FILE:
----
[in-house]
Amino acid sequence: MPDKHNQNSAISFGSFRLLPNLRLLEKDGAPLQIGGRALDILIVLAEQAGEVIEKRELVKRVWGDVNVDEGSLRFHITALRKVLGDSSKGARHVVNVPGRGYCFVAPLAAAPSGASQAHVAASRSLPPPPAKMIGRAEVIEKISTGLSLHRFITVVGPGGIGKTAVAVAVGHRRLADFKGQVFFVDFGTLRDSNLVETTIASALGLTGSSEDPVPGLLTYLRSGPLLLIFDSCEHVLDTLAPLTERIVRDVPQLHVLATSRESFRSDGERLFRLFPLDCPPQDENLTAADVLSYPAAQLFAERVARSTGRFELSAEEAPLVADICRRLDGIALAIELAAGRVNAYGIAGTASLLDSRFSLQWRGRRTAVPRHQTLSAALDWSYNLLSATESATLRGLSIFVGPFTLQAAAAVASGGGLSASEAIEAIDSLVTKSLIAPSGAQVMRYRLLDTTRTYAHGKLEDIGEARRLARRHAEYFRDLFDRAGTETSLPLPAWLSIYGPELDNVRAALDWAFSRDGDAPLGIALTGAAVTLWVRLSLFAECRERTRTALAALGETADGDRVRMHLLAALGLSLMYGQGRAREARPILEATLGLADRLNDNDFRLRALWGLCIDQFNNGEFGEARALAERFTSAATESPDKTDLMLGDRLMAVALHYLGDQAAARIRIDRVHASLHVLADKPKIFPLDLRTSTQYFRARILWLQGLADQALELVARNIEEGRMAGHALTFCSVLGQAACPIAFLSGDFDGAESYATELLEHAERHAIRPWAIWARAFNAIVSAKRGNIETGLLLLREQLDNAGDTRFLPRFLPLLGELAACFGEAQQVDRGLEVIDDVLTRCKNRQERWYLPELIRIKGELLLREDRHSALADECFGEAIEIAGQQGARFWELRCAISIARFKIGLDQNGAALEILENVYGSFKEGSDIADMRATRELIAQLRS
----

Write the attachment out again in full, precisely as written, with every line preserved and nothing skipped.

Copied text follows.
[in-house]
Amino acid sequence: MPDKHNQNSAISFGSFRLLPNLRLLEKDGAPLQIGGRALDILIVLAEQAGEVIEKRELVKRVWGDVNVDEGSLRFHITALRKVLGDSSKGARHVVNVPGRGYCFVAPLAAAPSGASQAHVAASRSLPPPPAKMIGRAEVIEKISTGLSLHRFITVVGPGGIGKTAVAVAVGHRRLADFKGQVFFVDFGTLRDSNLVETTIASALGLTGSSEDPVPGLLTYLRSGPLLLIFDSCEHVLDTLAPLTERIVRDVPQLHVLATSRESFRSDGERLFRLFPLDCPPQDENLTAADVLSYPAAQLFAERVARSTGRFELSAEEAPLVADICRRLDGIALAIELAAGRVNAYGIAGTASLLDSRFSLQWRGRRTAVPRHQTLSAALDWSYNLLSATESATLRGLSIFVGPFTLQAAAAVASGGGLSASEAIEAIDSLVTKSLIAPSGAQVMRYRLLDTTRTYAHGKLEDIGEARRLARRHAEYFRDLFDRAGTETSLPLPAWLSIYGPELDNVRAALDWAFSRDGDAPLGIALTGAAVTLWVRLSLFAECRERTRTALAALGETADGDRVRMHLLAALGLSLMYGQGRAREARPILEATLGLADRLNDNDFRLRALWGLCIDQFNNGEFGEARALAERFTSAATESPDKTDLMLGDRLMAVALHYLGDQAAARIRIDRVHASLHVLADKPKIFPLDLRTSTQYFRARILWLQGLADQALELVARNIEEGRMAGHALTFCSVLGQAACPIAFLSGDFDGAESYATELLEHAERHAIRPWAIWARAFNAIVSAKRGNIETGLLLLREQLDNAGDTRFLPRFLPLLGELAACFGEAQQVDRGLEVIDDVLTRCKNRQERWYLPELIRIKGELLLREDRHSALADECFGEAIEIAGQQGARFWELRCAISIARFKIGLDQNGAALEILENVYGSFKEGSDIADMRATRELIAQLRS